Looking into the cauldron
It happened very quickly, and without the others’ being able to make out much of what had happened; they were at the point in the crossing where the light, from either source, was least effective. A stone must have turned under his foot. They saw him stagger backward. He appeared to let go of the holding line to try and get his balance, just as Heather clutched at it for support. In a moment he had fallen over the foaming lip of the waterfall. Heather fell at the same time, but one rope held her and she held the other. She stood teetering on the very edge, the water washing round her legs, looking down with terror into the cauldron.
They saw Peter come to the surface of the furious water, and that he was making some attempt to sustain himself against its buffeting. But his efforts were feeble. Albrecht quickly took the electron ladder from Cynthia and began to unroll it. Heather looked to see what they were doing, made some undistinguishable cry, and looked back to where Peter was struggling. The cauldron was carrying him towards the outlet.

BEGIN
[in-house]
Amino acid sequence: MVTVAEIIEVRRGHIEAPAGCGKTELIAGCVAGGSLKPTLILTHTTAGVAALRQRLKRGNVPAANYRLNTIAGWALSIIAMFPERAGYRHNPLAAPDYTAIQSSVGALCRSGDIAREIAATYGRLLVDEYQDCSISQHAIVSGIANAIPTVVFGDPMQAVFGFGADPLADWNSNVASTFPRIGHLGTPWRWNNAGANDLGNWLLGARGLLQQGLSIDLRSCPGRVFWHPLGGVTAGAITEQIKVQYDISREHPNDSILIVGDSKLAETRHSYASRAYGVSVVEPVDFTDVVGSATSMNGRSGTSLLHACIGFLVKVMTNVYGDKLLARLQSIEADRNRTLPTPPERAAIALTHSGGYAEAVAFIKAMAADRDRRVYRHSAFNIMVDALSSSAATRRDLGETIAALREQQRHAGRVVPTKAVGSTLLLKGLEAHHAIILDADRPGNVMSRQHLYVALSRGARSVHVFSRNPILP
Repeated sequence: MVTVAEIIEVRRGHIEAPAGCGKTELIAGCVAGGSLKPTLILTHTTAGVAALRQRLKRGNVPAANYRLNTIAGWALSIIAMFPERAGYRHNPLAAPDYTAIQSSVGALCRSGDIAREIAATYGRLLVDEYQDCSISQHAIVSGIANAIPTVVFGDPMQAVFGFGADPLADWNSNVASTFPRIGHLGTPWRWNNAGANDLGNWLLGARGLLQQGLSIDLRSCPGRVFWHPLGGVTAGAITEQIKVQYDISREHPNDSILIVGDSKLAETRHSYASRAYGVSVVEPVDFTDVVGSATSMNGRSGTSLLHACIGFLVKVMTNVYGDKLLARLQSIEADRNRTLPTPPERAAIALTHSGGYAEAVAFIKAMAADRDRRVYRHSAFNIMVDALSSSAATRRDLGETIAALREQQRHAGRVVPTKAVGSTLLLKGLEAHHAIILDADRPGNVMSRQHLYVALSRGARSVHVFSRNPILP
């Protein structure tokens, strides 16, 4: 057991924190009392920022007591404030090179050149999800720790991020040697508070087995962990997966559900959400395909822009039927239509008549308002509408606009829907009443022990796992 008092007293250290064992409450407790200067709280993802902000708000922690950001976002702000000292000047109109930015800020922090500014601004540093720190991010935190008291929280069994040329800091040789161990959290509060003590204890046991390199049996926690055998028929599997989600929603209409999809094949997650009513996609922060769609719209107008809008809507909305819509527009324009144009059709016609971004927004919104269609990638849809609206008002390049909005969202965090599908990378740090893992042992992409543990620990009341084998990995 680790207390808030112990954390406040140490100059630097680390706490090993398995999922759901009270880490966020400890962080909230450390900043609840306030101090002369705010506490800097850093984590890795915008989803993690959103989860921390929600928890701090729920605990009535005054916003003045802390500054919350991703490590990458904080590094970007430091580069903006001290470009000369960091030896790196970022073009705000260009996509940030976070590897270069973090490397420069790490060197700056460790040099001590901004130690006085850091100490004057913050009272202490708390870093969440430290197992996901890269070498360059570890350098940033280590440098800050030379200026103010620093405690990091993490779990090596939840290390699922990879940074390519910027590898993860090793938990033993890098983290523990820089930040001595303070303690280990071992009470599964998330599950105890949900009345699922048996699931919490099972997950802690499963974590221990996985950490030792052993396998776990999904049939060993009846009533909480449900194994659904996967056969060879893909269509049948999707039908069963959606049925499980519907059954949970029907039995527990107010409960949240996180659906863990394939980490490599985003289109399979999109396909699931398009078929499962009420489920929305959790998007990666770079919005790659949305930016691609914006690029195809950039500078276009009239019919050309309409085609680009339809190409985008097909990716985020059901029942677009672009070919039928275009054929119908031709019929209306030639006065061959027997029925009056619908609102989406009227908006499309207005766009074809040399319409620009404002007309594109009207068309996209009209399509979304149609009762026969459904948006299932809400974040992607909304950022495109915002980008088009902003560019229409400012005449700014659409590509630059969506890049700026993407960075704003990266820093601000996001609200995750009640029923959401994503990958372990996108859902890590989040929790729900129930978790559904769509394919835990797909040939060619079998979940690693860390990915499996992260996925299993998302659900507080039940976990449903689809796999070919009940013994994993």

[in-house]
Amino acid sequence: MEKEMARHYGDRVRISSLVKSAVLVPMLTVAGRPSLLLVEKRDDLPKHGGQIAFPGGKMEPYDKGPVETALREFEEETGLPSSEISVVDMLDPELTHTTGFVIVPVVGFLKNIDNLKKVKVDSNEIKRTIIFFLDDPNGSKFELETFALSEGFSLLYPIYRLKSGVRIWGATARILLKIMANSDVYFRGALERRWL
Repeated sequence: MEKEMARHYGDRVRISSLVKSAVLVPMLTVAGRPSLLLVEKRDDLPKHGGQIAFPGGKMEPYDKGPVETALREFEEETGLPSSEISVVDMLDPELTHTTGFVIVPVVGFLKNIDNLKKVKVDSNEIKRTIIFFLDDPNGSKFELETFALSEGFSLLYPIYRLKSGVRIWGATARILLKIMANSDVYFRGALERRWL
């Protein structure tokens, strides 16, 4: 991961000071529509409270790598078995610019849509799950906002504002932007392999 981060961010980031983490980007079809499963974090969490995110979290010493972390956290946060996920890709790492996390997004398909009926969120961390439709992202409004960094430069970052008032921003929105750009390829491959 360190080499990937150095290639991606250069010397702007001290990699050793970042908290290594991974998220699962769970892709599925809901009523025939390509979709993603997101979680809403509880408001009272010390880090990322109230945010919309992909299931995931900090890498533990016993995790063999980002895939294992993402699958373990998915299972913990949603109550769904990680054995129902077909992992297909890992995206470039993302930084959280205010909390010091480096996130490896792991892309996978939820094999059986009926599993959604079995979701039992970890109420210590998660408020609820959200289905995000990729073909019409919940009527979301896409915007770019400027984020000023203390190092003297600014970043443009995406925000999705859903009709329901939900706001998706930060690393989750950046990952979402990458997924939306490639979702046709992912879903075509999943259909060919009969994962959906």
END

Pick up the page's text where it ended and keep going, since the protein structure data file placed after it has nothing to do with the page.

Cynthia said: ‘She’s untying herself from the lifeline!’
Albrecht had uncoiled the ladder, and now threw one end down to dangle in the churning pool. As he did so, Cynthia saw that Heather had freed herself from the rope. She stood briefly, one hand on the holding line, and then dived off the edge into the pool below.
It was difficult to see things very clearly in the light from the acetylene lamp. A swirl in the water looked as though it might be Heather coming to the surface, but when Cynthia looked more closely the swirl had vanished. She could see Peter, though. He struggled with increasing weakness, against the current pulling him on. When he reached the outlet, he tried to raise himself to hold onto the rock face, in a last attempt at survival. His fingers clutched at the low arch for perhaps a second, and then were gone.